Friday, November 25, 2011

Shabtai Rosenne Memorial Lecture

On Thursday, 24 November the first Shabtai Rosenne Memorial Lecture, delivered by Professor Malcolm N. Shaw Q.C., Senior Fellow at the Lauterpacht Centre for International Law at the University of Cambridge, took place at the Peace Palace in The Hague, a little more than a year after Professor Rosenne’s death. The event was hosted by the Embassy of Israel in The Hague and Brill-Martinus Nijhoff Publishers, together with the Rosenne family.

The Hague and the Peace Palace were considered the obvious choice for this first Rosenne memorial lecture. Not only did Professor Rosenne devote an important part of his academic life to the study of the International Court of Justice (ICJ) and its predecessor the Permanent Court of International Justice (PCIJ), he was also the first person to be awarded The Hague Prize for International Law in 2004. His study of the ICJ and PCIJ resulted in a series of authoritative writings on the law and practice of these courts. In addition Rosenne published extensively on a variety of legal subjects, e.g., the law of treaties, the law of the sea, the codification of international law, the law of Israel, etc., in many books and legal periodicals as can be witnessed from the bibliography which was compiled especially for this occasion by the Peace Palace Library (PPL) and published in the booklet on the Memorial Lecture. All publications listed (his early publications from the 1940’s go under the name of S.W.D. Rowson) are available at the PPL and many of them can be readily found through the online catalogue.

In his lecture entitled, “The Peaceful Settlement of Disputes: Paradigms, Plurality and Policy”, Professor Shaw gave an overview of where he thought dispute resolution was at the moment. He emphasised the need to see international law generally and peaceful settlement of disputes specifically within the context of the contemporary social, political and economic circumstances. Such a context with its resulting legitimacy principles would help explain current international law, assist with its interpretation and give some indications of future developments. Essentially, changing economic and political circumstances require changing laws, institutions and mechanisms. He drew attention to the current trend for dispute settlement by the use of multiple techniques, discussing as an example the resolution of the Bakassi dispute between Cameroon and Nigeria with the close involvement of the UN, following upon the decision of the International Court of Justice. Further, Shaw noted the tendency of the International Court to be more prescriptive in its orders and decisions, with what he termed an increasing "long reach", whereby the Court called upon the parties to adopt specific measures or methods in order to ensure full resolution of the dispute that had been before it. He concluded by emphasising that international law is about getting things done in the most convenient manner and thus building cooperation, but all with the purpose, as Shabtai Rosenne had stated in his acceptance speech for the Hague Prize in 2004, of seeking justice.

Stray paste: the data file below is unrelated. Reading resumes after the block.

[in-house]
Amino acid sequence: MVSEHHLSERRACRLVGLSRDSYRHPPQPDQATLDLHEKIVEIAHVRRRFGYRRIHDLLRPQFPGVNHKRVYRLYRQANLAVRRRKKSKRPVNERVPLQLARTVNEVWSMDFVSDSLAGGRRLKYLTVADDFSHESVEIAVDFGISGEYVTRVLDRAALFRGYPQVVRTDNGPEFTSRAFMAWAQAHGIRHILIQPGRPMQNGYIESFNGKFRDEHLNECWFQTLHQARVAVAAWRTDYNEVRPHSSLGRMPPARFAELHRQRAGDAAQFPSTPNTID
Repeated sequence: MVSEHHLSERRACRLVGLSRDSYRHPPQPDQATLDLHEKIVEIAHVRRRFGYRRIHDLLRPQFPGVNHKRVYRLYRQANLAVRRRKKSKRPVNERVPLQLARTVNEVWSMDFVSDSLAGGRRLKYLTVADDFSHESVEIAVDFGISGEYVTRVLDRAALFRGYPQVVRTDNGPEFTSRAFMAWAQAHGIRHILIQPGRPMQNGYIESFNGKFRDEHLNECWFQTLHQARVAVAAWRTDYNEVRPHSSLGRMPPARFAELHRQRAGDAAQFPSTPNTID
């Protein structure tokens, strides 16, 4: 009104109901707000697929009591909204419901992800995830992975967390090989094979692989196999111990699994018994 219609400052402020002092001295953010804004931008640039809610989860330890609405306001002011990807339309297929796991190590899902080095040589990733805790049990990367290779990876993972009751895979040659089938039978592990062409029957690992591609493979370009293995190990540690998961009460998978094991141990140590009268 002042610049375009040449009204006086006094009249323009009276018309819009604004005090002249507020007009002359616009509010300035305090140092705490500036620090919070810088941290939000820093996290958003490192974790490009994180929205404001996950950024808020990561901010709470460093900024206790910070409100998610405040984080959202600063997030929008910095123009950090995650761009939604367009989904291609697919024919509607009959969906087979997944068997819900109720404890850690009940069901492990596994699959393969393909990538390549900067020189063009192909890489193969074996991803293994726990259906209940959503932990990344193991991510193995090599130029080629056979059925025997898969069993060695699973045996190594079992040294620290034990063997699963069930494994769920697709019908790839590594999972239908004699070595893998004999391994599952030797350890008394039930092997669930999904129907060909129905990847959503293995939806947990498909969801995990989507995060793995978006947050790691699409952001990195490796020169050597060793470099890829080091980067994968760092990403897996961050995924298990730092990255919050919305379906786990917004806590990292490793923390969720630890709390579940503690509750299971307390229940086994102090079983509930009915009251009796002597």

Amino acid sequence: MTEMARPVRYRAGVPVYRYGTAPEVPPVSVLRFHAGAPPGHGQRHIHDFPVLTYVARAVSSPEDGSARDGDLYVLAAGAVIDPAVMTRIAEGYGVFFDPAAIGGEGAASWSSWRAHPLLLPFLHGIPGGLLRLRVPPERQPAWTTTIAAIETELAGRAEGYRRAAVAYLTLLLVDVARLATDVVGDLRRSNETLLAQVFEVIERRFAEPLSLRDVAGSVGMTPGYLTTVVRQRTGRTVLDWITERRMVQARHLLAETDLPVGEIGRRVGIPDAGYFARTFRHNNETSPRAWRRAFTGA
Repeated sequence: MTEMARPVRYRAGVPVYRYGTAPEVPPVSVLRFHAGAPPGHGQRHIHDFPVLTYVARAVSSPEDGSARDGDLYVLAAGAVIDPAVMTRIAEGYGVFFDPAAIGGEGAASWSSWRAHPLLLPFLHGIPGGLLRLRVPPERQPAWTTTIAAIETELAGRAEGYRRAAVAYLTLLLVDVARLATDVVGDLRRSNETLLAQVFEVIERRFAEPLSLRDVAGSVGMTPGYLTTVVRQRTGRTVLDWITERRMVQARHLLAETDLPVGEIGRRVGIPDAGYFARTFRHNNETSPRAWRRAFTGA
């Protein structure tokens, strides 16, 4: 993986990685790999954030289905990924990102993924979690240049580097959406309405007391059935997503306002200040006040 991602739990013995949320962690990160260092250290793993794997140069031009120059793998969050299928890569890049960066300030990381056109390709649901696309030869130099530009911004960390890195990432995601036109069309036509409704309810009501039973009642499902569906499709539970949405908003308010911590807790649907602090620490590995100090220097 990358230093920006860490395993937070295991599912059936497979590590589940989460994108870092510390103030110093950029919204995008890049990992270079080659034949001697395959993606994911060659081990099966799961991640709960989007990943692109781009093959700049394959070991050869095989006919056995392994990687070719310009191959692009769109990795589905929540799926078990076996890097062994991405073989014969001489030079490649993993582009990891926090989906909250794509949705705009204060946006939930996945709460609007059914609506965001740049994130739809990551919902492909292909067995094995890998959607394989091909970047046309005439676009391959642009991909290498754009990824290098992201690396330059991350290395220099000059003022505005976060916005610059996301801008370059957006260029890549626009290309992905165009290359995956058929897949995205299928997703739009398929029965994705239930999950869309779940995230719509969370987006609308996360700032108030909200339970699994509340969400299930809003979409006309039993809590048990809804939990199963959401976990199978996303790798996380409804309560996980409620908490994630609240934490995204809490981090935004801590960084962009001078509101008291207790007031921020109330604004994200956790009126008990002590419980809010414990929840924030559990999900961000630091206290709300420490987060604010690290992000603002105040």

In a Comment to the lecture of Professor Shaw, Dr. Daphné Richemond-Barak, from the Inter-Disciplinary Center (IDC) in Israel, highlighted two trends in international dispute settlement, (i) the growing influence of non-state actors, and (ii) the proliferation of dispute settlement. Dr. Richemond focused in particular on the increasing participation of international/regional organisations and civil society in dispute settlement. She also elaborated on the growing number of non-traditional mechanisms for the resolution of international disputes.

Both the text of and the comment to the Shabtai Rosenne Memorial Lecture will be published in the near future by Brill/Martinus Nijhoff Publishers.

Thursday, November 10, 2011

Dag Hammarskjöld (1905 - 1961)

Fifty years ago, the former United Nations Secretary-General Dag Hammarskjöld tragically passed away in a plane crash, on his way to cease-fire negotiations with the leaders of Katanga province of conflict-ridden Congo.

When Dag Hammarskjöld became Secretary-General in 1953, the United Nations was heavily divided by the Cold War. In spite of great political hostility between the Super Powers, he proved to be undaunted by powerful governments and was able to generate a strong and welcoming feeling of hope within the international arena. From the beginning, Hammarskjöld was very aware that the UN was still in its early stages of development and needed to make a constant effort to search for new ideas as well as establish new precedents to effectively deal with contemporary problems. He went to great lengths to lay a strong foundation for new ideas and techniques. For instance, he personally engaged in laborious negotiations of a Status of Forces Agreement with Egypt to define the relationship of the first UN Peacekeeping Force with its host country. [1] Hammarskjöld believed that a just and fair world could eventually be achieved by the establishment of precedents and case law.